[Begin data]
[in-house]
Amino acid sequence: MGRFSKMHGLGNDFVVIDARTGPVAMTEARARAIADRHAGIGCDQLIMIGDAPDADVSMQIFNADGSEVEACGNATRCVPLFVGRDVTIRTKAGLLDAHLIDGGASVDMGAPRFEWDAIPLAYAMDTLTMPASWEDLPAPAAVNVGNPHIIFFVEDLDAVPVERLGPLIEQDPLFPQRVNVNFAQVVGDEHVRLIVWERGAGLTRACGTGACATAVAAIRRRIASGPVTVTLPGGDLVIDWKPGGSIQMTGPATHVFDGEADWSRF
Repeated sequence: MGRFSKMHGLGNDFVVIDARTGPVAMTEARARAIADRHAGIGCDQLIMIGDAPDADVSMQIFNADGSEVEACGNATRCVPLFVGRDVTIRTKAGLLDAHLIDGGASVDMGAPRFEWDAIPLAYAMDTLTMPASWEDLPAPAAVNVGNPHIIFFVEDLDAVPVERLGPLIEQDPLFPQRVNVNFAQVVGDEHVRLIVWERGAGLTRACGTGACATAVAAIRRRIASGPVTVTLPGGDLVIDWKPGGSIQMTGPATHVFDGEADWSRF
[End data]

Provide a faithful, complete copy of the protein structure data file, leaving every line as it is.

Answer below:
[in-house]
Amino acid sequence: MGRFSKMHGLGNDFVVIDARTGPVAMTEARARAIADRHAGIGCDQLIMIGDAPDADVSMQIFNADGSEVEACGNATRCVPLFVGRDVTIRTKAGLLDAHLIDGGASVDMGAPRFEWDAIPLAYAMDTLTMPASWEDLPAPAAVNVGNPHIIFFVEDLDAVPVERLGPLIEQDPLFPQRVNVNFAQVVGDEHVRLIVWERGAGLTRACGTGACATAVAAIRRRIASGPVTVTLPGGDLVIDWKPGGSIQMTGPATHVFDGEADWSRF
Repeated sequence: MGRFSKMHGLGNDFVVIDARTGPVAMTEARARAIADRHAGIGCDQLIMIGDAPDADVSMQIFNADGSEVEACGNATRCVPLFVGRDVTIRTKAGLLDAHLIDGGASVDMGAPRFEWDAIPLAYAMDTLTMPASWEDLPAPAAVNVGNPHIIFFVEDLDAVPVERLGPLIEQDPLFPQRVNVNFAQVVGDEHVRLIVWERGAGLTRACGTGACATAVAAIRRRIASGPVTVTLPGGDLVIDWKPGGSIQMTGPATHVFDGEADWSRF